@Trace- Great suggestion! I just finished sending the HRC an email begging them to make a public statement. Everyone, please do the same- it only takes a minute. I didn’t think that there was anything that could come between me and my iPhone…. how sad. I have heard rumors that Apple will be opening up to additional carriers with the launch of the iPad- I certainly hope this carries over to the iPhone as well.

  24. Steve says

    TOMMYOC wrote: “HOWEVER – and this is important – AT&T does not afford heterosexual couples benefits if they are not married or in a domestic partnership.”

    The difference is that straight couples can get married if they want these benefits; we cannot.

  25. nick says

    There is a Big Bear Dance tonight in Dallas. I’m sure the entire list of invitees (over 900) will be notified very soon of the rally in front of the AT&T store in Oak Lawn.

  26. Michael says

    Just to be clear that if this is happening in Texas, we have no domestic partner laws. It’s actually in our constitution that such no institution similar to marriage can exist.

    FMLA is a federal law protecting employees who must be absent from work to care for themselves or a family member.

    Domestic partners are covered under the law, but only if the state recognizes the role. Texas does not so technically there is no DP eligible to be cared for under FMLA. Many national companies recognize a DP as it applies to health insurance, benefits, and FMLA.

    The company can change their policy since there is no actual law stating they have to deny, but since they choose to adhere to Texas’ antiquated view of the world this is what happens.

  27. says

    STEVE wrote: “The difference is that straight couples can get married if they want these benefits; we cannot.”

    As I mentioned in my original post, that’s not AT&T’s problem is it?

    And as I also mentioned, AT&T extends to unmarried but legally recognized couples. In effect, the policy IS the same to all recognized couples.

    The sticking point is recognition. And again, that’s not AT&T’s issue – it’s the state’s. AT&T is doing far above and beyond anything legally mandated toward them. And for that, you HAVE to show them appreciation for taking a leading role.

    My suggestion that AT&T can keep their own domestic registry stands. And, judging by how this issue is resolving itself, it looks like they might be headed down that road.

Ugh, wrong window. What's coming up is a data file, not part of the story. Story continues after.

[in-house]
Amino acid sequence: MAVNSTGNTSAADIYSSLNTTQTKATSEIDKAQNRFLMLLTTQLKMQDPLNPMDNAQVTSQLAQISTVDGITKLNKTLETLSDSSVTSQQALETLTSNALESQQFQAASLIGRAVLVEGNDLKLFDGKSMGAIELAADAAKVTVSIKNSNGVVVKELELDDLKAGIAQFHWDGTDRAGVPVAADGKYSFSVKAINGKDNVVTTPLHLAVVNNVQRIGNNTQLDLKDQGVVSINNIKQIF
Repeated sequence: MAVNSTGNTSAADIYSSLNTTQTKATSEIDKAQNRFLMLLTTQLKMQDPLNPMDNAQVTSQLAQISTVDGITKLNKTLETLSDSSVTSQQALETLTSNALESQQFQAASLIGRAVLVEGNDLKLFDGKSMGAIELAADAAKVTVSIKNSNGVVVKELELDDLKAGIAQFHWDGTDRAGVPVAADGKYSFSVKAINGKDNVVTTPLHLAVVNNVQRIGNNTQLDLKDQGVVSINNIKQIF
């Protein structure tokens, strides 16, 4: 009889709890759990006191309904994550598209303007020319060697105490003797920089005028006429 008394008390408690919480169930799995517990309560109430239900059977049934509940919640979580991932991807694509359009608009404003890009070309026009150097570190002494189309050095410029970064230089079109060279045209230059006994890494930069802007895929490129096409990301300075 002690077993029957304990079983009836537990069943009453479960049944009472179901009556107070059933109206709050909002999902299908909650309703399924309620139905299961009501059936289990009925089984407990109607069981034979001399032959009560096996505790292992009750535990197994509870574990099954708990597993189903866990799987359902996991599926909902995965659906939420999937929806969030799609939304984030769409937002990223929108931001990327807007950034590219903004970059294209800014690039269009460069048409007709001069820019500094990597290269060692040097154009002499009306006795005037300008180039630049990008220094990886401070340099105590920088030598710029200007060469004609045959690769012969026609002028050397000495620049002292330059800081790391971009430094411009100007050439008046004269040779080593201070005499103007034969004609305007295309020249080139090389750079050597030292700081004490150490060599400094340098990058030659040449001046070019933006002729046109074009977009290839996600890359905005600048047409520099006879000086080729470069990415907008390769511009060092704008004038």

28. Kurt says

    Dickenson must not be in the union. The AT&T contract with Communications Workers Union District 6 gives union members full domestic partner benefits including health insurance. If he is a union member, he should see his shop steward — they would put an end to this BS in a New York minute.

  29. kujhawker says

    HRC rating are based on policy and self reporting and not actual incidents.

    The threshold for getting HRC points isn’t as high as we think it is. If it looks good on paper it gets good marks. Never mind if the employees of the business or customers say it is diffferent.

  30. suede says

    Where’s the contact info for HRC!

    That scummy org is only good for hosting elite dinner parties.
    Fuckin shame on you HRC.

    and fuckin shame on AT&T, but atleast they’re not wolf-in-sheep’s clothing.

  31. SteveDenver says

    The reason I don’t own an iPhone — and EVERYTHING ELSE in my life is Apple — is because my sister’s best friend Laney was denied FMLA when her wife experienced a difficult delivery. Laney had to use up vacation time and sick time, but luckily had a supportive supervisor.

    AT&T SUCKS!

  32. Croix says

    I worked at AT&T Corporate for 8 years and never understood how they ranked so high with HRC or any other LGBT ranking. The only thing I could ever conclude was AT&T has enough money to pad the wallets of whatever group they wanted on its side. I saw people blackballed and given horrible jobs so they would quit if it came out they were gay. Basically it was the good old boys club and if you even hinted of being gay they would make your life miserable. I saw managers hire opposite sex dates for events so people wouldn’t question their sexuality. I could see it being different with the union employees but in the ranks of upper management you better keep you mouth shut and never mention your personal life.

  33. Jason says

    This doesn’t surprise me, I just left at&t after finding an inter-office memo targeting my termination because of “lack of motivation” even though I have a heart condition and I had an approved IDC work accomodation that they did not adhere to. Down with at&t!